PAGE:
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Lawmakers say they’re keeping an open mind about online university options

Rep. Marlene O’Toole, chairwoman of the House Education Committee, had a few words of advice today: Do your homework and keep an open mind about whether the state needs an online-only university.

“Don’t just leave here and say, ‘Well I made up my mind. I like it or I don’t,’ ” the Republican from Lady Lake told her colleagues during today’s meeting.

The Parthenon Group, a company that conducted the study on behalf of the state’s Board of Governors, presented its findings about online education to the committee today. It presents four options to increase the number of online degrees, ranging for allowing each school to continue operating separate distance education programs to establishing a brand new university.

The state Board of Governors has not said which of the four options it recommends. House Speaker Will Weatherford told the board last year that he wanted to "plant that seed" for creating a new university, which would be Florida's 13th.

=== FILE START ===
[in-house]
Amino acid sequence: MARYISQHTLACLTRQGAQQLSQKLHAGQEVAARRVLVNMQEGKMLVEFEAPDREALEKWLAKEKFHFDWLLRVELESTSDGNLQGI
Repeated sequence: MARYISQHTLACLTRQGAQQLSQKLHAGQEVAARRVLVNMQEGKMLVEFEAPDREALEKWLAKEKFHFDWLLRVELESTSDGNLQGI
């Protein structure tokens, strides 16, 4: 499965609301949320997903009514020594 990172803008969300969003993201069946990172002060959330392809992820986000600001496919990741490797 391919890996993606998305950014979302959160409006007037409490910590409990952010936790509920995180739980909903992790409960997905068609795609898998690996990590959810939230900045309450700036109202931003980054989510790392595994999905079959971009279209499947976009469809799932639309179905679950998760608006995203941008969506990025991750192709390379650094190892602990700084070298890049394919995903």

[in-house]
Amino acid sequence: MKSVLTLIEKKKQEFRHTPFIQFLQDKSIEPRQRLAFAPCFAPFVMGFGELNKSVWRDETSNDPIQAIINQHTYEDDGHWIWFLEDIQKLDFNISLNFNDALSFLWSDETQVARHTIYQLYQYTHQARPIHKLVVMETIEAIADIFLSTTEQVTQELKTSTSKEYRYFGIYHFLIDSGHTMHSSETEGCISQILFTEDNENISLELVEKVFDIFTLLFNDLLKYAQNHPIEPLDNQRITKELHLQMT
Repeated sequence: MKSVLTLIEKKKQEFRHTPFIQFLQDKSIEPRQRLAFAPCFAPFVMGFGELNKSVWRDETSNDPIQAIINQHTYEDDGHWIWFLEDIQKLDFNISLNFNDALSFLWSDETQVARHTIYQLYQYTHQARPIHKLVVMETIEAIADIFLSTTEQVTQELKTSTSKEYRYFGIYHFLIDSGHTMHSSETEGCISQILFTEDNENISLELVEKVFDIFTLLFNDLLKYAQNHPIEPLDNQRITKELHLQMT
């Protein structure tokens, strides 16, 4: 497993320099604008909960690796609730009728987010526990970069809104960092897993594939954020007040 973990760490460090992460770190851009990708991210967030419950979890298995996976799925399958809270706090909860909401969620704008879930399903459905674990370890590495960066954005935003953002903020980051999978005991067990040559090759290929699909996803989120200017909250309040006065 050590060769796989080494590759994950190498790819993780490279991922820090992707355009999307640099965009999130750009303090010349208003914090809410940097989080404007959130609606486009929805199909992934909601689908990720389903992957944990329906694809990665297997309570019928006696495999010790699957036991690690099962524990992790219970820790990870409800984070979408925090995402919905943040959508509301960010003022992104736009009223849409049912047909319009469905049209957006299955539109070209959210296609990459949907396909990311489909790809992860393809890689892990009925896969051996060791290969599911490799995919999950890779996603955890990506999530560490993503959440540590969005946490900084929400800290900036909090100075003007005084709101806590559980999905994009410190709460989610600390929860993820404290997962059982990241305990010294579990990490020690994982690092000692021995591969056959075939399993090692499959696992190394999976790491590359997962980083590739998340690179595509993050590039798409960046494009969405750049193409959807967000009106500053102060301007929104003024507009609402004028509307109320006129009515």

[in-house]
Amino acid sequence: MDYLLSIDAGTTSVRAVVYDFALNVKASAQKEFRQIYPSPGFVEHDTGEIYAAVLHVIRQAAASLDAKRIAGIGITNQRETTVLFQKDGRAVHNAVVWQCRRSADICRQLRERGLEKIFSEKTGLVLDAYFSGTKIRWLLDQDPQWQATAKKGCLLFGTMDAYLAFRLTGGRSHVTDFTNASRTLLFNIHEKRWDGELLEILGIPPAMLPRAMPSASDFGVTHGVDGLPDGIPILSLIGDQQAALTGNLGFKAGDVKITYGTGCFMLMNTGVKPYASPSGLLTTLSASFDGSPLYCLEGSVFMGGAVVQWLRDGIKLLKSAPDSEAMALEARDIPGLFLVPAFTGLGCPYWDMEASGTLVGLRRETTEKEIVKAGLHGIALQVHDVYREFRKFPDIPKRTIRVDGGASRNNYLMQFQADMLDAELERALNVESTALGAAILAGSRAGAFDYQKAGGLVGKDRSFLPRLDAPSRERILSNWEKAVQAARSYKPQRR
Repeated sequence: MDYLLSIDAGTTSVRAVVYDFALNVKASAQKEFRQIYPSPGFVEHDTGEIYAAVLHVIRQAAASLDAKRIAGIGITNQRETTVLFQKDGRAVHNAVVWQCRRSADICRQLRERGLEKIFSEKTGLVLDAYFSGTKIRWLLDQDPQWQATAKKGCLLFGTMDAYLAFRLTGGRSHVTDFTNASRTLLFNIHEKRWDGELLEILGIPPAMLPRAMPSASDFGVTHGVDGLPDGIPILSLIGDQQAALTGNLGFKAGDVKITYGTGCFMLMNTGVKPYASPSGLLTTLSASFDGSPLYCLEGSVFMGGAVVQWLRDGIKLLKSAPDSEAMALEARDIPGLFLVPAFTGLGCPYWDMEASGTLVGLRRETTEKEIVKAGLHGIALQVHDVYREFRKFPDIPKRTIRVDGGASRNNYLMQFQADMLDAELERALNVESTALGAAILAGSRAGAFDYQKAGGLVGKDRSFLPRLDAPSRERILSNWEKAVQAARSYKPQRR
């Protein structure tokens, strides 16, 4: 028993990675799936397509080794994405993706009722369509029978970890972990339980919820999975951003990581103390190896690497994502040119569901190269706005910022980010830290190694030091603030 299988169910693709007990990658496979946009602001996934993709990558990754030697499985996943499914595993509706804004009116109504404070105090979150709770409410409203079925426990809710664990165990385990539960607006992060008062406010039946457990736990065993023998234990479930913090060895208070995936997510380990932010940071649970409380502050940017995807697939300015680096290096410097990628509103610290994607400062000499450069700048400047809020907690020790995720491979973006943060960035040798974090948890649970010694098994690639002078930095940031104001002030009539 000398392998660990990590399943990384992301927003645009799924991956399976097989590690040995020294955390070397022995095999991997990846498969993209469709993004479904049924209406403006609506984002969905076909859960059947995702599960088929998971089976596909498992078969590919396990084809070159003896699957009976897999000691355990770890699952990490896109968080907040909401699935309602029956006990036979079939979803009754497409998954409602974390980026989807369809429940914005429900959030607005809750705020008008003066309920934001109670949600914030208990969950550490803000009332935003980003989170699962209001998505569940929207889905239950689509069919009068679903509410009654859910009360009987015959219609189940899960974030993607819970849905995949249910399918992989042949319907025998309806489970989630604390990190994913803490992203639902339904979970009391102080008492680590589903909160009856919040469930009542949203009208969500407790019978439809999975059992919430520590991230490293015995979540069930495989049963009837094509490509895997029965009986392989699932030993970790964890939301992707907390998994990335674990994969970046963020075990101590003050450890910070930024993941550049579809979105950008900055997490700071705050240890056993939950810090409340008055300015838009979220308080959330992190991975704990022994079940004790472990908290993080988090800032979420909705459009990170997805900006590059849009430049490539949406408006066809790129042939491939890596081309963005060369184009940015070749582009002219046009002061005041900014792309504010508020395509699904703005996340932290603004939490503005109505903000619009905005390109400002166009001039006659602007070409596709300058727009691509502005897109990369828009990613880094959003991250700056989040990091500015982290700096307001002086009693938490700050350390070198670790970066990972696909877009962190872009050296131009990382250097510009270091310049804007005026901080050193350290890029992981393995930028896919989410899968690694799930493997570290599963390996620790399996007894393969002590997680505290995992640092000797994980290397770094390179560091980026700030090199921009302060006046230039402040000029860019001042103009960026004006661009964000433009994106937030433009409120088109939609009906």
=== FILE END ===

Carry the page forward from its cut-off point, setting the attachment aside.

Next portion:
The other other known public, online-only university is Colorado State University-Global Campus, according to Parthenon.

So far, lawmakers have said their focus is on studying the report and digesting the pros and cons of each option, especially when it comes to money. They praised the company for presenting an unbiased study that doesn’t appear to take sides.

But other voices, especially those from state university leaders, should be added to the debate, Rep. Joe Saunders said. State universities already have strong distance education program, he said, adding that University of Central Florida in his district could be a model.

“I think we’ve got to honor the work that’s already being done,” Saunders said. “And what I think we’ll probably land on, or what I probably will push for, is that we lift up those institutions and find a way to expand what they’re doing as opposed to creating something that is completely new.”

He said it may be more cost effective for the state to either encourage more collaboration between universities or select one or two as lead institutions. Both of those options are also outlined in the Parthenon report. Knowing the issue is a Weatherford priority shouldn’t hinder the debate, Saunders said.

“I have faith that everybody is keeping an open mind right now,” he said.